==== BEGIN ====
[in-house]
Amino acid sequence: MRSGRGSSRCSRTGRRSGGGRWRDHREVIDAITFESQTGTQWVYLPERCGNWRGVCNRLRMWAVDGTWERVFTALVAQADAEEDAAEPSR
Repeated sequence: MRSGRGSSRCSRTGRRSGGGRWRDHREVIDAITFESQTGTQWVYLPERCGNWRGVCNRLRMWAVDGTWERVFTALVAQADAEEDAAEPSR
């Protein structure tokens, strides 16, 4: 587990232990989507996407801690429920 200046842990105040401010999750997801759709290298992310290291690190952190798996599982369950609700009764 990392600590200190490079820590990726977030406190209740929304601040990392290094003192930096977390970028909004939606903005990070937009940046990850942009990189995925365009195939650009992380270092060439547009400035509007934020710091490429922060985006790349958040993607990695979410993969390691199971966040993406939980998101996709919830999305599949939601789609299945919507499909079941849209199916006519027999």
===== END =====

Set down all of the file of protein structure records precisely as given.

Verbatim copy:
[in-house]
Amino acid sequence: MRSGRGSSRCSRTGRRSGGGRWRDHREVIDAITFESQTGTQWVYLPERCGNWRGVCNRLRMWAVDGTWERVFTALVAQADAEEDAAEPSR
Repeated sequence: MRSGRGSSRCSRTGRRSGGGRWRDHREVIDAITFESQTGTQWVYLPERCGNWRGVCNRLRMWAVDGTWERVFTALVAQADAEEDAAEPSR
């Protein structure tokens, strides 16, 4: 587990232990989507996407801690429920 200046842990105040401010999750997801759709290298992310290291690190952190798996599982369950609700009764 990392600590200190490079820590990726977030406190209740929304601040990392290094003192930096977390970028909004939606903005990070937009940046990850942009990189995925365009195939650009992380270092060439547009400035509007934020710091490429922060985006790349958040993607990695979410993969390691199971966040993406939980998101996709919830999305599949939601789609299945919507499909079941849209199916006519027999």